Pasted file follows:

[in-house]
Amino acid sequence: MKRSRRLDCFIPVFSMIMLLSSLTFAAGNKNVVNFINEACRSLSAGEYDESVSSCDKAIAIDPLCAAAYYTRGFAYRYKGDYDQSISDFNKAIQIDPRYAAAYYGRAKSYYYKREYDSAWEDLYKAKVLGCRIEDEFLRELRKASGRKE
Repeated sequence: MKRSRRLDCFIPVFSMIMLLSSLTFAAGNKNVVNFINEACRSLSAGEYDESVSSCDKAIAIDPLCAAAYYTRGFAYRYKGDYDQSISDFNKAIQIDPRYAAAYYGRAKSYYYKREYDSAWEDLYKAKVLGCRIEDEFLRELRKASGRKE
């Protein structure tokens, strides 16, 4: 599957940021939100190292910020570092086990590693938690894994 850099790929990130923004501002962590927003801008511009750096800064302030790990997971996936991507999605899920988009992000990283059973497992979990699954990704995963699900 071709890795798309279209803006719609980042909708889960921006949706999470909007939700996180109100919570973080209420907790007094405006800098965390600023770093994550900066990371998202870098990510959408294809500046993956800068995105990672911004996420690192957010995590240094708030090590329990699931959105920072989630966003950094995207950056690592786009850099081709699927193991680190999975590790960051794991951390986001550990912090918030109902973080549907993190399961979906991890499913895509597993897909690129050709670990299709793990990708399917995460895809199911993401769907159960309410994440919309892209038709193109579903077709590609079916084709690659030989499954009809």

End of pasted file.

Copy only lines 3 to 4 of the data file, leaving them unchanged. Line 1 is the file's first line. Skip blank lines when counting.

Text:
Repeated sequence: MKRSRRLDCFIPVFSMIMLLSSLTFAAGNKNVVNFINEACRSLSAGEYDESVSSCDKAIAIDPLCAAAYYTRGFAYRYKGDYDQSISDFNKAIQIDPRYAAAYYGRAKSYYYKREYDSAWEDLYKAKVLGCRIEDEFLRELRKASGRKE
């Protein structure tokens, strides 16, 4: 599957940021939100190292910020570092086990590693938690894994 850099790929990130923004501002962590927003801008511009750096800064302030790990997971996936991507999605899920988009992000990283059973497992979990699954990704995963699900 071709890795798309279209803006719609980042909708889960921006949706999470909007939700996180109100919570973080209420907790007094405006800098965390600023770093994550900066990371998202870098990510959408294809500046993956800068995105990672911004996420690192957010995590240094708030090590329990699931959105920072989630966003950094995207950056690592786009850099081709699927193991680190999975590790960051794991951390986001550990912090918030109902973080549907993190399961979906991890499913895509597993897909690129050709670990299709793990990708399917995460895809199911993401769907159960309410994440919309892209038709193109579903077709590609079916084709690659030989499954009809």